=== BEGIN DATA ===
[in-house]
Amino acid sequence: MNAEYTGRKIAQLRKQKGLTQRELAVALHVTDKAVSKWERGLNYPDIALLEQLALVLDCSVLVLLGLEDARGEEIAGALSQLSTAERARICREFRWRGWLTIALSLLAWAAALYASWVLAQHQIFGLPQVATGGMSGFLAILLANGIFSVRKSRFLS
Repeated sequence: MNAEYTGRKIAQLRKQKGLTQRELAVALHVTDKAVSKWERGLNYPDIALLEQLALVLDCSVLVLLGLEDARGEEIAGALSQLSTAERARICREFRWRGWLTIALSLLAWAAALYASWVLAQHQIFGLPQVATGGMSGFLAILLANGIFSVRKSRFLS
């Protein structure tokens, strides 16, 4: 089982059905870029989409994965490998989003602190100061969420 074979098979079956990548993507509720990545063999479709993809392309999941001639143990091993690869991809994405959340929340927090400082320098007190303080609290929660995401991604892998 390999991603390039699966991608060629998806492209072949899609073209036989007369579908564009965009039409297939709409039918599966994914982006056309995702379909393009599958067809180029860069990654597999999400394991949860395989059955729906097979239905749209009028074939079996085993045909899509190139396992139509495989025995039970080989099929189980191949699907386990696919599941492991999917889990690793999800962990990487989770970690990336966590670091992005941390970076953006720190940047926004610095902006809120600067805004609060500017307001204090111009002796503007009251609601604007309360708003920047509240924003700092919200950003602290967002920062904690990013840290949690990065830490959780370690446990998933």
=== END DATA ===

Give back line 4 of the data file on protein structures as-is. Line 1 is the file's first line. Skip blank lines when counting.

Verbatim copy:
């Protein structure tokens, strides 16, 4: 089982059905870029989409994965490998989003602190100061969420 074979098979079956990548993507509720990545063999479709993809392309999941001639143990091993690869991809994405959340929340927090400082320098007190303080609290929660995401991604892998 390999991603390039699966991608060629998806492209072949899609073209036989007369579908564009965009039409297939709409039918599966994914982006056309995702379909393009599958067809180029860069990654597999999400394991949860395989059955729906097979239905749209009028074939079996085993045909899509190139396992139509495989025995039970080989099929189980191949699907386990696919599941492991999917889990690793999800962990990487989770970690990336966590670091992005941390970076953006720190940047926004610095902006809120600067805004609060500017307001204090111009002796503007009251609601604007309360708003920047509240924003700092919200950003602290967002920062904690990013840290949690990065830490959780370690446990998933």